Boat Ventilation

Boat Ventilation How-Tos

Maintenance Ventilation

In most climates, boats that have been closed for a period of time will become "stuffy." The temperature differential that develops between the boat cabin and the outdoor environment will cause the humidity level inside the boat cabin to rise. When the humidity level in the closed cabin rises, moisture forms, resulting in mold, mildew and musty air. In these conditions, fabrics, boat electronics and even the boat's fiberglass structure can be damaged. Maintenance ventilation is defined as the amount of ventilation required to reduce or eliminate the growth of mold, mildew and musty air in the unattended boat cabin. In general, replacing the air at least once per hour is recommended.

Comfort Ventilation

When intake and exhaust airflows are combined, cross flow ventilation is achieved. A cross-flow ventilation system will make the interior cabin more comfortable and pleasurable because air is constantly moving throughout the cabin.

Safety Ventilation

Most boaters are unaware of the hazards that exist in the boating environment. Any number of serious ventilation problems can occur when a boat is left unattended. And even if you are underway, these problems don't go away. Fumes and gasses, ranging from carbon monoxide to hydrogen gas from battery charging, to gasoline, propane or solvents stored below are unpleasant, and can sometimes be dangerous. Also, any open flame devices in the cabin require proper ventilation.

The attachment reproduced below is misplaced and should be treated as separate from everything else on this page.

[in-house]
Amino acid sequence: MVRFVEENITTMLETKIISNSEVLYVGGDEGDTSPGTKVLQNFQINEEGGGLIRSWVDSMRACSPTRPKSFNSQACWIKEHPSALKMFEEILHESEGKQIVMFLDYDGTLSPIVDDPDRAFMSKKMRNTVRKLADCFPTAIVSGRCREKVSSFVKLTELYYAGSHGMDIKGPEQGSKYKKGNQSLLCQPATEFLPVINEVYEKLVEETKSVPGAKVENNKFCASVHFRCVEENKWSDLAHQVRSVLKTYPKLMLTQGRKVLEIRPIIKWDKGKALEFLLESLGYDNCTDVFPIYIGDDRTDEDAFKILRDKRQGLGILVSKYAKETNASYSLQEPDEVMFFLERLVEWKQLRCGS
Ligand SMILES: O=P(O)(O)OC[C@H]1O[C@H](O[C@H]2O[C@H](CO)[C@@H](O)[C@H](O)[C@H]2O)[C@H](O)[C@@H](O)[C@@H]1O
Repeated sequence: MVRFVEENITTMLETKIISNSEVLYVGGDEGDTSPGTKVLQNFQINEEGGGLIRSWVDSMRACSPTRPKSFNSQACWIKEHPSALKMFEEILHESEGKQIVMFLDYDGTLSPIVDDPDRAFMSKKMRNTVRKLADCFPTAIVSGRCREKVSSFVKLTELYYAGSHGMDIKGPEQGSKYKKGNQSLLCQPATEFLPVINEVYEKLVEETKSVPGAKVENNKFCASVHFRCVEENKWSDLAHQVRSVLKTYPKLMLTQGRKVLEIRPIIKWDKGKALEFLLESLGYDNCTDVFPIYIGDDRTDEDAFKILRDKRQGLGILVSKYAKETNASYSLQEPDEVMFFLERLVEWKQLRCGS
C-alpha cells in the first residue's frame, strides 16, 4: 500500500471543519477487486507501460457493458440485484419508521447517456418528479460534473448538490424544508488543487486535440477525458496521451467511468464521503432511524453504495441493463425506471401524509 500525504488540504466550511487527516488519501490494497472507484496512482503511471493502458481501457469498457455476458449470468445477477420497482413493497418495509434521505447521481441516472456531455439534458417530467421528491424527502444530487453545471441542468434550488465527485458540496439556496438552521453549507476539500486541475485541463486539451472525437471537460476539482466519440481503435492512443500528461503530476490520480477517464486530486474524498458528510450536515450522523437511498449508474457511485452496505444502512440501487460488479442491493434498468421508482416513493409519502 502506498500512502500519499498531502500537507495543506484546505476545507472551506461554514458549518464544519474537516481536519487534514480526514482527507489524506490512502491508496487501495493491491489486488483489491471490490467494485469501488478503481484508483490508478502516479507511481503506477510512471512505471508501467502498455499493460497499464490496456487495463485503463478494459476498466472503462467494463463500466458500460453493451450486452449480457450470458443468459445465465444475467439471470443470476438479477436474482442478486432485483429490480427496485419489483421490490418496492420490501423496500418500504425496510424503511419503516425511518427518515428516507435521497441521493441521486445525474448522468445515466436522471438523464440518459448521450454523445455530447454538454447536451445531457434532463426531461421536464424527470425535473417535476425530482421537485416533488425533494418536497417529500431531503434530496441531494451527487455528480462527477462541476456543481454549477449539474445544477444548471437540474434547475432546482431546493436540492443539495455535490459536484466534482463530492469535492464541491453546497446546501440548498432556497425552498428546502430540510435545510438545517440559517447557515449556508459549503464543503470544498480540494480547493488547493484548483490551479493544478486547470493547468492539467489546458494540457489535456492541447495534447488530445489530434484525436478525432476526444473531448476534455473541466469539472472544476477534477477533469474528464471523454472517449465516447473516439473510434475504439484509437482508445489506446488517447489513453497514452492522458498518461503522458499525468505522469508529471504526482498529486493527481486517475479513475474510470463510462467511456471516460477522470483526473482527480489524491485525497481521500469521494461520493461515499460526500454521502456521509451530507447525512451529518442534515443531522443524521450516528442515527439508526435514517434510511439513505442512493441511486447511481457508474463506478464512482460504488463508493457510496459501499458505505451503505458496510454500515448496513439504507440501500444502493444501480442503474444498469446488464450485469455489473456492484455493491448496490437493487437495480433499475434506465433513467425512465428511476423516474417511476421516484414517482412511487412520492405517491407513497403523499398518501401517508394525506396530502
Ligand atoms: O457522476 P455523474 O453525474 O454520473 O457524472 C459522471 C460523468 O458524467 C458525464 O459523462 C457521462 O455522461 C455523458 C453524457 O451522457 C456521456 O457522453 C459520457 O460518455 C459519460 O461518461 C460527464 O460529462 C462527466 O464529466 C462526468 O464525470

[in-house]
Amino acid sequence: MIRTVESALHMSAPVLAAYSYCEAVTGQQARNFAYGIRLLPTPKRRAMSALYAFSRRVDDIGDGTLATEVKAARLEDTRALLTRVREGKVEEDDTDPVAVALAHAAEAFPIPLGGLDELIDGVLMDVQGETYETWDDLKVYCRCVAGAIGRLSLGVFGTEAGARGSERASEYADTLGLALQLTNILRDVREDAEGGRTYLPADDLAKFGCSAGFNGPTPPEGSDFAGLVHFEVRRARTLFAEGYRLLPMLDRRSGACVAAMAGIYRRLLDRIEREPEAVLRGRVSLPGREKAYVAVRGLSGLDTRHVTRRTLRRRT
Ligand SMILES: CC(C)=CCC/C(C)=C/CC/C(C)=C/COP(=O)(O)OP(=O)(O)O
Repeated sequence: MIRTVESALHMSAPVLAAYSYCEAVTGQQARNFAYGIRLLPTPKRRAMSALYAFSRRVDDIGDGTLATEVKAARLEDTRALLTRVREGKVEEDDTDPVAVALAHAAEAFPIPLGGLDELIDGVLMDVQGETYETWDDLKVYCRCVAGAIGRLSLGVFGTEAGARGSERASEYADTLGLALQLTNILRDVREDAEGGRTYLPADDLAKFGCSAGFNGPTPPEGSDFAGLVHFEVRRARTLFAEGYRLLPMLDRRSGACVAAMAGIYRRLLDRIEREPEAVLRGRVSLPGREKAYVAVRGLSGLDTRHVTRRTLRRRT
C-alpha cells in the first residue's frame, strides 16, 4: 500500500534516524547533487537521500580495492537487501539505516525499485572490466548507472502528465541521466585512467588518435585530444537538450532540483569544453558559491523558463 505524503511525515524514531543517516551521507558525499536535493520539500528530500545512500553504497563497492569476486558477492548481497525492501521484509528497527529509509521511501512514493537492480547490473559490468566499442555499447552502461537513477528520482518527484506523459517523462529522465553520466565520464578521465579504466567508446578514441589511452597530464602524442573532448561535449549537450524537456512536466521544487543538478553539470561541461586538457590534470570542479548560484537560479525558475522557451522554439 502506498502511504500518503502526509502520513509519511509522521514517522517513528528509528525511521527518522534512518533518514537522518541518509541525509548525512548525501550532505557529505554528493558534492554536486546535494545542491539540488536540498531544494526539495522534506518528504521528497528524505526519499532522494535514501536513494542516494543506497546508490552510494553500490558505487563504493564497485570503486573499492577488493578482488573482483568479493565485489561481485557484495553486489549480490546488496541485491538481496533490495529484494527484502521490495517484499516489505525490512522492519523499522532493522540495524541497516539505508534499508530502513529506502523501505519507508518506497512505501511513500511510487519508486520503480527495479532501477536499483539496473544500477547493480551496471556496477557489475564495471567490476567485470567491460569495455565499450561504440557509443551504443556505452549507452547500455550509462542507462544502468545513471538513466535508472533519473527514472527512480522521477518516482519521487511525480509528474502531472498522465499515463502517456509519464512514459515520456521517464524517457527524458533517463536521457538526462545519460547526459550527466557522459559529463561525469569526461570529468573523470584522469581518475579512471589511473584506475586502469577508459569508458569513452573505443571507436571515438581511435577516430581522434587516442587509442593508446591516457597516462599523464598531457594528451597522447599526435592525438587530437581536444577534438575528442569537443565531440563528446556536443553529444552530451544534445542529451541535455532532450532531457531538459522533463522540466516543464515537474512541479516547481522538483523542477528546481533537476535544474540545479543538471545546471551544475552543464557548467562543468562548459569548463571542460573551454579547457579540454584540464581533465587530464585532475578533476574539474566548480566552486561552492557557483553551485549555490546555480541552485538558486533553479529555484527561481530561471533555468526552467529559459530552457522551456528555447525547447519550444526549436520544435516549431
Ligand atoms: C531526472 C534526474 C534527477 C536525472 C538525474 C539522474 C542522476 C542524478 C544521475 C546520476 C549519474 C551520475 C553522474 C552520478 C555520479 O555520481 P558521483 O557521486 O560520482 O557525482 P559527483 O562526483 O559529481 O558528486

How Much Ventilation Is Needed

There are two answers to this question – "You cannot have too much," and "Even a little ventilation helps a lot."

Ideally, the air in the interior of a boat should be circulated once every hour. A typical 30-foot boat contains approximately 800 cubic feet of air.

If I Already Have Ventilation Hatches or Air Conditioning, Why Do I Need Vents

Virtually all boats have hatches, however, in most cases hatches must be secured when the boat is left unattended. Often when underway, hatches must also be closed tight. In both of these scenarios, vents can effectively perform your boat's need for ventilation. One great suggestion is to mount a vent in the hatch. This installation is easy and does not interfere with the normal function of the hatch. Vents can also be installed on the boat deck.

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